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Private Trip to Dendera temple and Abydos temple
Discover Dendera temple and Abydos temple in a private tour. The ancient temples of Hathor and Osiris are located in the town of Qena, and is about three hours’ drive from Hurghada. These awe-inspiring temples are over 3,000 years old and are a must-see for any history buff. If you love history, you can get an Egyptologist guide to give you a tour of these fascinating temples. The guide can explain their significance in ancient Egyptian culture.
The temple of Hathor worships to the goddess of love, music, and healing. The temple of Osiris honors to the god of the afterlife.
Discover the temples of Dendera and Abydos in a private trip
The Dendera temple is located about 45 minutes from Qena, and it pays tribute to the goddess Hathor. The temple has a fascinating history. The Dendera temple is ancient, with its original building period attributed to the Late Period (circa. 664-525 BC). However, the temple burned a few years later and the people rebuilt it during the Ptolemaic period (305-30 BC). The temple is home to some beautiful carvings and hieroglyphs, as well as a unique ceiling depicting the goddess Nut in her infinite form.
Abydos temple is located about three hours’ drive from Qena, and it’s dedicated to the pharaoh Seti I. It was a necropolis for Egypt’s earliest kings and later became a pilgrimage center for the worship of the god Osiris. The temple is one of the oldest temples in Egypt. It’s also one of the most important religious sites in Ancient Egyptian culture, as locals believe that Abydos was the place where Seti will transform into Osiris and ascend to the status of God. The temple is home to some beautiful carvings and hieroglyphs, as well as a unique ceiling depicting scenes from Egyptian mythology.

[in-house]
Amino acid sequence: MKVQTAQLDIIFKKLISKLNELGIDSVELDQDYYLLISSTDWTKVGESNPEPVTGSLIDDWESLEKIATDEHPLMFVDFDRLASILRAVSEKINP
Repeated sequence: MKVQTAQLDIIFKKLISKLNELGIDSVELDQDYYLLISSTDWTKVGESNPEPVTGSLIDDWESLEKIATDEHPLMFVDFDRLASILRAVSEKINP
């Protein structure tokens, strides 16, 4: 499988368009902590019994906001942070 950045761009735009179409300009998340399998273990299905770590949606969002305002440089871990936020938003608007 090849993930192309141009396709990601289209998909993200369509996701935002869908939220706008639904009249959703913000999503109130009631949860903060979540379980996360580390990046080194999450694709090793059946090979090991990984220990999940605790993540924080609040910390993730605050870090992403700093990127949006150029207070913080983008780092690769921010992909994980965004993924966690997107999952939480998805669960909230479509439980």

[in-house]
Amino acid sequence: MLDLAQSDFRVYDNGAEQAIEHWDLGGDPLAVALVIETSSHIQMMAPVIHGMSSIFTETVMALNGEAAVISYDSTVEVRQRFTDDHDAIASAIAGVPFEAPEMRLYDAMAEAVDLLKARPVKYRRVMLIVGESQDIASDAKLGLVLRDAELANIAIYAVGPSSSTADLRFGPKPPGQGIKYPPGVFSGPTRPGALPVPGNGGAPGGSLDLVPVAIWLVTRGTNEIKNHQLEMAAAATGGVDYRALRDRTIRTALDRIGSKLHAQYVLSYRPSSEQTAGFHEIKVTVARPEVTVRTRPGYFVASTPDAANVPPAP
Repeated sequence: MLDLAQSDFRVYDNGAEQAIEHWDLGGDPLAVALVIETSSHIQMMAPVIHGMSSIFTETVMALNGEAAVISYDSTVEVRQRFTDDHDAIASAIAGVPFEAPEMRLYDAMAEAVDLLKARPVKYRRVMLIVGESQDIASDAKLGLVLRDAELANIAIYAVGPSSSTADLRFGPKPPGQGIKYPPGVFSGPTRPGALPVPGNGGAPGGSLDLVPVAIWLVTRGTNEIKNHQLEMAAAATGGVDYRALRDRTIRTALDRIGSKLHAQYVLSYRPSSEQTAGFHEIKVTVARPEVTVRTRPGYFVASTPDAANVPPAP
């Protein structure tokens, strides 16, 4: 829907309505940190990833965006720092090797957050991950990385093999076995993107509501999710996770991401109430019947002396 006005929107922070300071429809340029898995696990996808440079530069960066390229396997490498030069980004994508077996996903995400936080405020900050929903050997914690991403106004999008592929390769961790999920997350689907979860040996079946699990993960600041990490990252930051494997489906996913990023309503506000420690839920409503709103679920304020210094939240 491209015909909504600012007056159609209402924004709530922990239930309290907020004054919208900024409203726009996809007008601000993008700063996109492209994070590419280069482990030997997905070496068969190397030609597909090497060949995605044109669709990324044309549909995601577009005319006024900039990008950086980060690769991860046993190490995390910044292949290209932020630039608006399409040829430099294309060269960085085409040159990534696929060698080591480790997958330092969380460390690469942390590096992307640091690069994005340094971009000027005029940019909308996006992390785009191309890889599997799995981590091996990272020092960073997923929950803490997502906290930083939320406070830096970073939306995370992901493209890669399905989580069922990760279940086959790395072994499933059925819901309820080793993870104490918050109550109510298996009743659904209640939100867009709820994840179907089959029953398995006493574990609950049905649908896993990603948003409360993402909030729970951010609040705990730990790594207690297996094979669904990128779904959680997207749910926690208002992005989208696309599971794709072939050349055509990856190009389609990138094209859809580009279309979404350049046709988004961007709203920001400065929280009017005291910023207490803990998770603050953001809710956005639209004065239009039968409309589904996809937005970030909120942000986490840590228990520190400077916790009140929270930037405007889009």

A private tour with an Egyptologist guide (available at the temples for extra cost) can help you make the most of your visit to these landmarks. They can explain the significance of these temples in ancient Egyptian culture and give you some interesting insights into how Ancient Egyptians used them.
This is an unforgettable experience you can’t miss. Book your spot today and let us show you around one of Egypt’s most beautiful regions!
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The Temple of Hathor was largely constructed during the Late Ptolemaic period, specifically during the reign of Ptolemy XII and Cleopatra VII. Later additions were made during the Roman period. Although built by a dynasty of rulers who were not native Egyptians themselves, the design of this temple has been found to be in accordance with that of other classical Egyptian temples, with the exception of the front of the hypostyle hall, which, according to an inscription above the entrance, was constructed by Emperor Tiberius.